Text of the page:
Limestone to Unveil High-Tech Duke Energy Science Lab on Feb. 26th

witsduke-webLimestone College will unveil its Duke Energy Science Lab during a ribbon cutting ceremony on Tuesday, February 26th, at 10:30 a.m.

The event will showcase high-tech mobile computing equipment that has transformed the lab into one akin to those seen on the popular "CSI" television series.

The lab is located in room 235 of the College's Hamrick Hall of Science. Purchase of the equipment was made possible by a $50,000 grant from the Duke Energy Foundation in support of the school's annual Women in Technology and Science (WITS) Conference.

Limestone female faculty and students in the areas of science, technology, engineering and math (STEM) education will be on-hand to demonstrate how the various pieces of equipment can be utilized. Among the items to be featured and demonstrated are:

• A Comparison Microscope
"Often used in law enforcement forensics, the user can examine two different specimens at once," explained Dr. Jane Watkins, Associate Professor of Computer Science at Limestone. "For example, a law enforcement scientist could compare a strand of hair from a suspect and a hair found at a crime scene simultaneously rather than having to rely on memory while switching between the two."

• A FlashGel System for DNA study
"The FlashGel System slashes the time for DNA analysis from hours to minutes," said Dr. Watkins. "Before the FlashGel came along, DNA analysis was mostly accurate but would include multiple steps and time to complete. With FlashGel, a student can simply load samples and obtain data in as little as two minutes."

• Trauma Full Body Manikin
"During the athletic training portion of the 2012 WITS Conference, we focused on interactive wound care through a variety of scenarios but supplies were limited," said Vanessa Fulbright, Chair of Limestone's Department of Physical Education and Coordinator of the College's Athletic Training Program. "This rescue manikin will enable us to replicate a wide range of real trauma conditions that are likely to confront the rescuer. Its features include resiliency and weight of a human body for realistic practice in transport, rescue, and lifesaving procedures."

• Wireless Vernier System Probes with iPad Minis
"These Vernier Probes can be used to measure just about anything," said Dr. Watkins. "And because they use Bluetooth technology, they can be taken out into the field to collect data which is then wirelessly transmitted to the iPad minis for examination."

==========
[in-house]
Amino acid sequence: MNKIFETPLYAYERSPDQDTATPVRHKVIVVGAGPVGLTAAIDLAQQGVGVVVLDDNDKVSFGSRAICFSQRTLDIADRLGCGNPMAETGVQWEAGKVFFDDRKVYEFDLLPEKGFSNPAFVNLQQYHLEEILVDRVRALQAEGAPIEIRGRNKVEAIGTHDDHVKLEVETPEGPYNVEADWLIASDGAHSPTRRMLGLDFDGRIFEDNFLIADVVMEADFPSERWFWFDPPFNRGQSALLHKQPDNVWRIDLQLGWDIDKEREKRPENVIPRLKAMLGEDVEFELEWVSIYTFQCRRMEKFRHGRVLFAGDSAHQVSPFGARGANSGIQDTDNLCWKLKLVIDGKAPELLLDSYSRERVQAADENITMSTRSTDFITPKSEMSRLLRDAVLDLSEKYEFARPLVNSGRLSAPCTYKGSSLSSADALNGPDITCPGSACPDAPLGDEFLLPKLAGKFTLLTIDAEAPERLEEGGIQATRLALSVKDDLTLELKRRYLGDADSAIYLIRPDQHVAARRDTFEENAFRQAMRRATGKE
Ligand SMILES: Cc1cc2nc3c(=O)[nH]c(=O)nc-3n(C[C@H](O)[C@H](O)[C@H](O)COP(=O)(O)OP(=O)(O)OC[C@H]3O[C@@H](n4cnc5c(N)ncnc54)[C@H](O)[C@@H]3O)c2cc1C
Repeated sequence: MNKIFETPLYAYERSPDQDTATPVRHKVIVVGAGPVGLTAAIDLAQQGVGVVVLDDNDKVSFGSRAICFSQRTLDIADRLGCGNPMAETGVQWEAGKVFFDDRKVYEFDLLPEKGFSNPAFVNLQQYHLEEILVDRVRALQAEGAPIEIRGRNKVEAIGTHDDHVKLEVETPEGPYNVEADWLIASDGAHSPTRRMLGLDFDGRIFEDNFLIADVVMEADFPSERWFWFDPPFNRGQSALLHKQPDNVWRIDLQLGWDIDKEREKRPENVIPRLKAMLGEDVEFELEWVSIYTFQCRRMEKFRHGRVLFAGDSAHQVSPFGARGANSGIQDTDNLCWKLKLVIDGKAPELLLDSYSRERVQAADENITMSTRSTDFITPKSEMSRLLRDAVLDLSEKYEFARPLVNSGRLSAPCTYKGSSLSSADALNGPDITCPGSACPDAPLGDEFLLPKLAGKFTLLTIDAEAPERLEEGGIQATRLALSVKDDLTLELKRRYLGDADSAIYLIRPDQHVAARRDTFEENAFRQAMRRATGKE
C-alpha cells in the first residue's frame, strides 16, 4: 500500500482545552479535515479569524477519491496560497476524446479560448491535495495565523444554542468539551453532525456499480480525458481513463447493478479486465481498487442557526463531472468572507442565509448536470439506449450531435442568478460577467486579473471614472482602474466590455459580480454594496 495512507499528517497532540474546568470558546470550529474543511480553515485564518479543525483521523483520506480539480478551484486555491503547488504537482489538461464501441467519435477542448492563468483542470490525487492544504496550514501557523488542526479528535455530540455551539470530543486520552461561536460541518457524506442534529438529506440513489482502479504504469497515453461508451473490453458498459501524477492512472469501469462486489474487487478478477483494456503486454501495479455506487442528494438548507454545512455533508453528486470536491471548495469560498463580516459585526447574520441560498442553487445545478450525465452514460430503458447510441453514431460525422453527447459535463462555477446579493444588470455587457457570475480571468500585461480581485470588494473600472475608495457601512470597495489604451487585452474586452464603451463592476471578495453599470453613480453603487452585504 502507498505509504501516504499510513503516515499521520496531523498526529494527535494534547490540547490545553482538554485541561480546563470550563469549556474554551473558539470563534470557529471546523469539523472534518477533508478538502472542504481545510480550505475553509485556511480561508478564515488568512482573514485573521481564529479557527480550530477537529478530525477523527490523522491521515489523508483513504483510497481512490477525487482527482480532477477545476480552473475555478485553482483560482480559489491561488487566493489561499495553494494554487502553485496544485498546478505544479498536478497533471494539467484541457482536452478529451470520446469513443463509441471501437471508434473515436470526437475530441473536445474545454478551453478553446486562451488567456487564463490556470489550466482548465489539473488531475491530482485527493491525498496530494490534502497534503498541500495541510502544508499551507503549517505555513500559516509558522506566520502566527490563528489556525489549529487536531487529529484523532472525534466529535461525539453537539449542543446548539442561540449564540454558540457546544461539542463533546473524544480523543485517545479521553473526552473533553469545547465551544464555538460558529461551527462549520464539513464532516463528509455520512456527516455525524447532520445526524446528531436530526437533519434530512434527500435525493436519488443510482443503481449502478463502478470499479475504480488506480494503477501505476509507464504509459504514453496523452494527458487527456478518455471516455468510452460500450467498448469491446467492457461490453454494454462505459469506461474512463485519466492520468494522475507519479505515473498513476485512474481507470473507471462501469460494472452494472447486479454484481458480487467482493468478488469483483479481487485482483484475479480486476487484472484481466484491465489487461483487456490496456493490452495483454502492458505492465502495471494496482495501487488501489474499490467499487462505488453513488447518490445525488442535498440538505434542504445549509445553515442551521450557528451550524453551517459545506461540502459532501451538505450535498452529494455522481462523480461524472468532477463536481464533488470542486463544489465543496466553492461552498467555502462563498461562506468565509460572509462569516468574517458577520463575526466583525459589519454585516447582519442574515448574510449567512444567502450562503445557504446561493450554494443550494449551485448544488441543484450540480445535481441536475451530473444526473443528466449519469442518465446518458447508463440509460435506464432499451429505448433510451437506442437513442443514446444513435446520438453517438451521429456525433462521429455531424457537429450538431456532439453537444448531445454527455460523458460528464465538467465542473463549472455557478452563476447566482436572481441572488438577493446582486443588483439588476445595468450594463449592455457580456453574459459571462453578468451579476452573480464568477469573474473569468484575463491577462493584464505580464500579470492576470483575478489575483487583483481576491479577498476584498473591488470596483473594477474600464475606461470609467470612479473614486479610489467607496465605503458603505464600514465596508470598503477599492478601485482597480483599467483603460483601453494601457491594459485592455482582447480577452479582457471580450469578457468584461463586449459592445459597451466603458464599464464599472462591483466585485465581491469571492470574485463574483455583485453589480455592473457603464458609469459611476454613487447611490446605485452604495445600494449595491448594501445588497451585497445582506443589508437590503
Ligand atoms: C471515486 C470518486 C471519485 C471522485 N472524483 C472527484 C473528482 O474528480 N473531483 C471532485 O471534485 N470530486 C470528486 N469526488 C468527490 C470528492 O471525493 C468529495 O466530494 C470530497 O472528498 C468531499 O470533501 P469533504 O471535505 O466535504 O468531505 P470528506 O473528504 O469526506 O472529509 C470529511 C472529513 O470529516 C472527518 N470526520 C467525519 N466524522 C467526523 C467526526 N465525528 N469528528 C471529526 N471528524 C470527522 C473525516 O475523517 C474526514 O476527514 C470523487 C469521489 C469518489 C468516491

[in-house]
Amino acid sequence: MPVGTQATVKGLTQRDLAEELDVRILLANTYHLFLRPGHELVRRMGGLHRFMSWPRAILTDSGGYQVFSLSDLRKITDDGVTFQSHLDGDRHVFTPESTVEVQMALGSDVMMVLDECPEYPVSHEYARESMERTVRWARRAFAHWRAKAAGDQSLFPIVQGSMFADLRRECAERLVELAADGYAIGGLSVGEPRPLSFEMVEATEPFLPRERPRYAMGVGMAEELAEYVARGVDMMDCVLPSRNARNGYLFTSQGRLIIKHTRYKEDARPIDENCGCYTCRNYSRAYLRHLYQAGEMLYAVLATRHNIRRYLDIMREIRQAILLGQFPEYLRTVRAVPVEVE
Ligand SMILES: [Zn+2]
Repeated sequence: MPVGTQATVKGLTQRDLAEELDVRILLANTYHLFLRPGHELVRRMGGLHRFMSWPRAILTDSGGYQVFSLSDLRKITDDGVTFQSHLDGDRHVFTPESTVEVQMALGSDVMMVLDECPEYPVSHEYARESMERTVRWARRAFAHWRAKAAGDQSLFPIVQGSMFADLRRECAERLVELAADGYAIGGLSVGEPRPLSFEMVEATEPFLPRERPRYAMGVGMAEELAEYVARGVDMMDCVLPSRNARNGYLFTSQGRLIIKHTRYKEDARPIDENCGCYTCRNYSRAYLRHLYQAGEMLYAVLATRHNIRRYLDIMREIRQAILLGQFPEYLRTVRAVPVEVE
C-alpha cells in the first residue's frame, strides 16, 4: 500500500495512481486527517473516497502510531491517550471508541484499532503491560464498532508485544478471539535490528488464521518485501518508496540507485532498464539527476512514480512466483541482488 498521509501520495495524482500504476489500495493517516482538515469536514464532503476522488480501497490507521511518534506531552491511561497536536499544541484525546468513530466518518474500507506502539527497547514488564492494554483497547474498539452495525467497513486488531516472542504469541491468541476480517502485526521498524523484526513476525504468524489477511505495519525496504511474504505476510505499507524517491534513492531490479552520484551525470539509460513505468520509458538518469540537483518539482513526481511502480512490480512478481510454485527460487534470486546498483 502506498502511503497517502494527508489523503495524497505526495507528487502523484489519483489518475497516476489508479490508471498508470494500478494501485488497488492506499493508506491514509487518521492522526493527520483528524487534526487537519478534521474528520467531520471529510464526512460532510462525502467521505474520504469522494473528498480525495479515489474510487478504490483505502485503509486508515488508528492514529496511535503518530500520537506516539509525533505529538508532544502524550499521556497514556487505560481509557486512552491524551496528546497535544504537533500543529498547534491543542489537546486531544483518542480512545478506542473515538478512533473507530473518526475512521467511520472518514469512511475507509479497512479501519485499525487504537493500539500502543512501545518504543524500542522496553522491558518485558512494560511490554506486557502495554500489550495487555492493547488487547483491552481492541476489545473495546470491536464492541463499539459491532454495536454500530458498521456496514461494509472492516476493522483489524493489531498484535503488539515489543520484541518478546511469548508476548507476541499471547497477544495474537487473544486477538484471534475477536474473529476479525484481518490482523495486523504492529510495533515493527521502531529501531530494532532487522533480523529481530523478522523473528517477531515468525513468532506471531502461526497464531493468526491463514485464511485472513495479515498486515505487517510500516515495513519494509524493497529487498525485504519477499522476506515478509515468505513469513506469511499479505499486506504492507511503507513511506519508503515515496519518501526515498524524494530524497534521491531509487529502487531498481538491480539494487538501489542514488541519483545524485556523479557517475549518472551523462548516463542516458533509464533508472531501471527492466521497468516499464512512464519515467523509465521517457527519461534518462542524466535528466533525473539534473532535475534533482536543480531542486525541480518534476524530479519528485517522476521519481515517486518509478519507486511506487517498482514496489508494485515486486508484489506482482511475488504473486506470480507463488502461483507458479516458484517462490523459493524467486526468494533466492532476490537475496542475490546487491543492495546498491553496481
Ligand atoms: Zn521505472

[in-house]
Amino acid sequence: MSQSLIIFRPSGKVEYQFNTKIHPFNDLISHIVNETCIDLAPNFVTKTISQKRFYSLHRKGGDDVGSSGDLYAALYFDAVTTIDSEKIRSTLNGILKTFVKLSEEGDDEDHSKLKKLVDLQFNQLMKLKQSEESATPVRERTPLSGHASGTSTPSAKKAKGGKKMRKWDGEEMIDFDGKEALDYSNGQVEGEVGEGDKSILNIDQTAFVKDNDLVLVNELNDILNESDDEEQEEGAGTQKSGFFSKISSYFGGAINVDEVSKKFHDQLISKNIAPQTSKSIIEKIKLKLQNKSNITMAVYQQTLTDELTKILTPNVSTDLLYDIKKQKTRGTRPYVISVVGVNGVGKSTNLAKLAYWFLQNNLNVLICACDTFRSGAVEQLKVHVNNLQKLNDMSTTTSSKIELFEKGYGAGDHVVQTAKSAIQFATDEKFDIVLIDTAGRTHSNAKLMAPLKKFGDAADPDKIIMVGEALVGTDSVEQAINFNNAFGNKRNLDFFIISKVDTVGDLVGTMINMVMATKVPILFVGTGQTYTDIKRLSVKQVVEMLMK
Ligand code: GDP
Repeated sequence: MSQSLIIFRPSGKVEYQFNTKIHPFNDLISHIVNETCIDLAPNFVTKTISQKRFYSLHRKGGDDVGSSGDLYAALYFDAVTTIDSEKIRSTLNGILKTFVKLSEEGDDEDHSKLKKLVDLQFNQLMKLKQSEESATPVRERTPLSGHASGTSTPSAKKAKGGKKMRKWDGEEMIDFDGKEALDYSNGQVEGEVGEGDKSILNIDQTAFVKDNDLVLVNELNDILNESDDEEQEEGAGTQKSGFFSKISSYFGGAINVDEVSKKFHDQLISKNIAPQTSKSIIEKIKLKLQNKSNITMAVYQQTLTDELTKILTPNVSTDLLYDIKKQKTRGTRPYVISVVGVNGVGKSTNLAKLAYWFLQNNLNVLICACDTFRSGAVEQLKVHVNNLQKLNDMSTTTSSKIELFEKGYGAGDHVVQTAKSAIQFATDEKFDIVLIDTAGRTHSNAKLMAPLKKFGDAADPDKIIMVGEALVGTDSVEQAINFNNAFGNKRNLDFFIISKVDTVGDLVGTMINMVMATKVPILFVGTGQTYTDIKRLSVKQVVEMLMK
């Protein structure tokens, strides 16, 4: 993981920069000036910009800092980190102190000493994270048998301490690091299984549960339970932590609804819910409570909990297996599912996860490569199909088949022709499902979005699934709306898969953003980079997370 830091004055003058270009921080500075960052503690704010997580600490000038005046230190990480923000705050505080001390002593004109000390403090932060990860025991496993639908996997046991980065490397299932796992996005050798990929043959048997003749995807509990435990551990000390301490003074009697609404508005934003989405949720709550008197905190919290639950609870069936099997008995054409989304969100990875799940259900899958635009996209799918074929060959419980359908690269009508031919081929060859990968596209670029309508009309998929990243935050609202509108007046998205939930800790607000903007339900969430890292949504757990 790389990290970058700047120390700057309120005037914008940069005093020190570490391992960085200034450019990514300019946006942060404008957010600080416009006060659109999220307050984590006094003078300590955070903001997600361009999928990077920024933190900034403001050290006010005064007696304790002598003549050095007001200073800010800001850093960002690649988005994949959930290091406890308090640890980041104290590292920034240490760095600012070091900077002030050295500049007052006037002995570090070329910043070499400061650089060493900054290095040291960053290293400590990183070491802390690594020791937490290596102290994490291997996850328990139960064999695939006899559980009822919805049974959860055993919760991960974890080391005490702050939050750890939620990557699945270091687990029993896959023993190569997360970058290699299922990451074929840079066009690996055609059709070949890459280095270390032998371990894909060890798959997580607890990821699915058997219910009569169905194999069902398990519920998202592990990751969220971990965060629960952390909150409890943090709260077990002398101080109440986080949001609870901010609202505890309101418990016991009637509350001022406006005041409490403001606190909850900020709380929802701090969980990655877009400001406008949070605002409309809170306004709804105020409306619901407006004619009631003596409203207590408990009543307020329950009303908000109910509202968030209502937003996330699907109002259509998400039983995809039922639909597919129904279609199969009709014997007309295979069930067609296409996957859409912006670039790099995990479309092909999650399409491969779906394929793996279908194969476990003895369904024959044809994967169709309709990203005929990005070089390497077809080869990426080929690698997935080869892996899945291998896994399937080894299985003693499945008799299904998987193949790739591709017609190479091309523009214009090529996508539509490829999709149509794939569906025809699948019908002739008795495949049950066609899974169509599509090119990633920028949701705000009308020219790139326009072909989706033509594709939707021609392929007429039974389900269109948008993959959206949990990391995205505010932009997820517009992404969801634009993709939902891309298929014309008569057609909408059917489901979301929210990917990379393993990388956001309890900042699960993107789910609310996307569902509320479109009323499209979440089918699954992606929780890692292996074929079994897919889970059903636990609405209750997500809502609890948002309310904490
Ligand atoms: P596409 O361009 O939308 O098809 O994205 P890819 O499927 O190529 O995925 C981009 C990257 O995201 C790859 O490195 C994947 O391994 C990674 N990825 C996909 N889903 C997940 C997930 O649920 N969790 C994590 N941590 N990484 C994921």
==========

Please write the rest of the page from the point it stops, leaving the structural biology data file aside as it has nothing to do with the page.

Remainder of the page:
• 70-inch Aquos Smart Board
Utilizing touch-screen technology, this 70-inch Smart Board will ensure that there is no such thing as a "passive class" since interactive participation by students is required. The Smart Board will be placed on a rolling cart so that it can be utilized in several classrooms and labs.

The 2013 WITS Conference is scheduled for Friday, March 1st, and will attract approximately 110 women from high schools in Cherokee, Spartanburg, and Union counties. The equipment will be used to engage WITS participants through experiments and exercises in STEM education. Participants will be mentored by Limestone's female STEM faculty and students through a series of mathematics, computer science, chemistry, biology, and athletic training workshops.

WITS participants are also eligible for Limestone's recently announced McMillan Scholarship. The scholarships are designed specifically for young women from South Carolina who have a high school grade point average of 3.0 or better, and are worth $8,000 annually for a total of $32,000.

According to the U.S. Bureau of Labor Statistics, many of the best career paths leading to high paying jobs are in the STEM fields, which are projected to grow by 17 per cent by 2018. Employers, however, struggle to find qualified female candidates with degrees in STEM disciplines. In fact, a 2011 report by the U.S. Department of Commerce stated that women will fill fewer than 25 per cent of STEM jobs.

Dr. Watkins says one of the reasons there are so few women in science and technology fields is a problem of self-efficacy. "Many of the female students I've advised have said that they do not feel encouraged or qualified to pursue technology and health degrees, but their test scores show otherwise. Many of these students may not have had their hands on technological equipment, including gadgets, as often as their male counterparts but data does indicate that once women get over that initial hurdle, they actually surpass males."